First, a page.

- There are discounts for each line added to Cricket (up to 5), but the amounts vary depending on how many new lines you add.
- The AT&T Next program apparently only allows up to 4 family members at a time, so the 5th member is under standard mobile share pricing and 2-year contract.
So in this 5-member group save plan, we can get essentially unlimited EVERYTHING for $20 a line per month. We’ll end up THOUSANDS of dollars ahead after two years even while paying full price for all five iPhones upfront. If you notice carefully, each phone line is now saving over $400 as compared to the individual plan above which “only” saved around $200 over two years. So you can greatly increase your savings if you can convince a group to sign up together.
Who Needs New?
So far, we’ve just been looking at the service plans themselves and assuming that everyone is buying brand new iPhones at full price. Being Crumb Savers, we don’t buy stuff we don’t need and when we do buy stuff, we don’t pay full price. The biennial (or annual for some people!) ritual of upgrading to the latest smartphones is completely unnecessary. This addiction of upgrading a $600+ depreciating gadget every other year is probably a greater form of slavery than the service contracts imposed by the carriers. Break this addiction and you’ll save yourself even more crumbs.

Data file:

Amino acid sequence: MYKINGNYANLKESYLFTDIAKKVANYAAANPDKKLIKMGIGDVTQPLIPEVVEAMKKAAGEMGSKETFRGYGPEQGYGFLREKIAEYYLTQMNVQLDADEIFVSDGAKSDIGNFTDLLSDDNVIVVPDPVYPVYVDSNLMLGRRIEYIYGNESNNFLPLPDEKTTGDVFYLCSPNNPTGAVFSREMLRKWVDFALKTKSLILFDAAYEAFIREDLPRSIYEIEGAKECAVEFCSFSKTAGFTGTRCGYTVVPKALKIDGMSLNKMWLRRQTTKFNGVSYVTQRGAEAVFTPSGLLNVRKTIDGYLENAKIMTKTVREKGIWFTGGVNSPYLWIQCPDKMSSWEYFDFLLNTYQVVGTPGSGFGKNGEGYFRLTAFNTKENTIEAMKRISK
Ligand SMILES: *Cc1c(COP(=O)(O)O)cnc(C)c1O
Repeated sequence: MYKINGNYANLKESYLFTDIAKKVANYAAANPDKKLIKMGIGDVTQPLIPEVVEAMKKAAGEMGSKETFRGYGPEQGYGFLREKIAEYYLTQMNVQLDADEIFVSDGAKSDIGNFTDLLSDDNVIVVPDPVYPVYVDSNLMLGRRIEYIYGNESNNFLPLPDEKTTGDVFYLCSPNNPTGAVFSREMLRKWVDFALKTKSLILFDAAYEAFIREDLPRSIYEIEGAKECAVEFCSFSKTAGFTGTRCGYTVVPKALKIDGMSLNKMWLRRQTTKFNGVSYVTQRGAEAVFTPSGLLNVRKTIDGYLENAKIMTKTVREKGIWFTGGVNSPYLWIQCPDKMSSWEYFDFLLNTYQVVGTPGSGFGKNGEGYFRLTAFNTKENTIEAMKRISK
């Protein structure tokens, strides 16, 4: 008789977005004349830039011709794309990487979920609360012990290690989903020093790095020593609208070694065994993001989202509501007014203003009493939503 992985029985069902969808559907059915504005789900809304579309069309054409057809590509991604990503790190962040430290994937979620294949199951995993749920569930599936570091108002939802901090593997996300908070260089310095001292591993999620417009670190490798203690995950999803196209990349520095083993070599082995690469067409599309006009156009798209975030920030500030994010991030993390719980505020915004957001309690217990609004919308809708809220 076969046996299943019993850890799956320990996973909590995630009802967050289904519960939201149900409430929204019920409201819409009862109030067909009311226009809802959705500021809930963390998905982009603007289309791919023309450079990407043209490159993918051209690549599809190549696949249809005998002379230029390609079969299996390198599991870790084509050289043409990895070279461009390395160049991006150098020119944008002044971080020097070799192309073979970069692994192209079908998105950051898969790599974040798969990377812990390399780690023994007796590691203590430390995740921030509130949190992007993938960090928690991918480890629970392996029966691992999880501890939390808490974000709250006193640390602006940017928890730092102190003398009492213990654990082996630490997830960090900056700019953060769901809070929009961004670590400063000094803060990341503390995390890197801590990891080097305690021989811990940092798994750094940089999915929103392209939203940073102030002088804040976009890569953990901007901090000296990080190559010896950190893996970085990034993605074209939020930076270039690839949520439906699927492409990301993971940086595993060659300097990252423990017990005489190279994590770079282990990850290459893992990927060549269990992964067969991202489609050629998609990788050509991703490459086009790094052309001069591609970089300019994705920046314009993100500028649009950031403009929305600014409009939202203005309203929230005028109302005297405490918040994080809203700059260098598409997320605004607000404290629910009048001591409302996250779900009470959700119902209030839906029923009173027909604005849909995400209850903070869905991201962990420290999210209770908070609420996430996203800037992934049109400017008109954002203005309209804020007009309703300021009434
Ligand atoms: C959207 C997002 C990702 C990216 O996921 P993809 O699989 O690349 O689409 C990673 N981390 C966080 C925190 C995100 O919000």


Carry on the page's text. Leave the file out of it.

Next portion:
So in our family, I’m upgrading my mom and dad from keyboard slider phones to smartphones for the first time by getting them like-new iPhone 5s’ for nearly half off the current list price. My brother and I will continue on with life using our perfectly serviceable two year-old iPhone 5’s. And Deb is making the MASSIVE leap from a six year-old freebie flip phone to my trusty ol’ iPhone 3GS that’s being called out of retirement. So here’s a comparison chart of how much we are ACTUALLY saving:
- Remember the True Cost of a Phone. The latest and greatest smartphones never cost only $199 new and one way or another you will end up paying the full amount. ($650+ for a new iPhone.)
- Cut the Contract. Go prepaid. Be free. You’ll have more choices and save boatloads of money. Indentureship never suited you anyway.
- The More the Merrier. Make up with your estranged or eccentric family and friends to get more savings with a group save plan on Cricket.
- Don’t Drink the Upgrade Kool-Aid. Use your old phones longer or consider buying a used one, then take care of them like the expensive computers that they are. It’ll save you many crumbs.
*If you’ve read this far and are wondering how things could get any better, you’ll want to hop over to this post where I give an update of how Cricket gave us all more data by upgrading their 1 GB plan to 2.5 GB for the same price!
What about you? How do you save on your cellphone plan? I know there are many other prepaid plans available out there, which ones have you used? Share them with us in the comments below!